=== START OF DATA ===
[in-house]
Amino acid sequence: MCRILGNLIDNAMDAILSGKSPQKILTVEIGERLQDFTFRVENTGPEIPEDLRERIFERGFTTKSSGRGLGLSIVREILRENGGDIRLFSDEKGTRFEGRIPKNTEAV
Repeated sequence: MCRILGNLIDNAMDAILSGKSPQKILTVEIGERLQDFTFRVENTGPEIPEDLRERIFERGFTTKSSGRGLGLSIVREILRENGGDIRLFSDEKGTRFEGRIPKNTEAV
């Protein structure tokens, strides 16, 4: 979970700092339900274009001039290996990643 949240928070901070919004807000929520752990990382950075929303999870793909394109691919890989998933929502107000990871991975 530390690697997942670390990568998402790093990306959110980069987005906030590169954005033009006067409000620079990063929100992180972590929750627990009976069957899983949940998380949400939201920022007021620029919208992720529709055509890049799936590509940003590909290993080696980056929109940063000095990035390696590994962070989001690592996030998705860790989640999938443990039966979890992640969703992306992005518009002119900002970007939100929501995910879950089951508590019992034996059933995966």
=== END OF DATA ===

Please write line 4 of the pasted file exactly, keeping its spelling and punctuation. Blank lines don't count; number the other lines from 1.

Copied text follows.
């Protein structure tokens, strides 16, 4: 979970700092339900274009001039290996990643 949240928070901070919004807000929520752990990382950075929303999870793909394109691919890989998933929502107000990871991975 530390690697997942670390990568998402790093990306959110980069987005906030590169954005033009006067409000620079990063929100992180972590929750627990009976069957899983949940998380949400939201920022007021620029919208992720529709055509890049799936590509940003590909290993080696980056929109940063000095990035390696590994962070989001690592996030998705860790989640999938443990039966979890992640969703992306992005518009002119900002970007939100929501995910879950089951508590019992034996059933995966």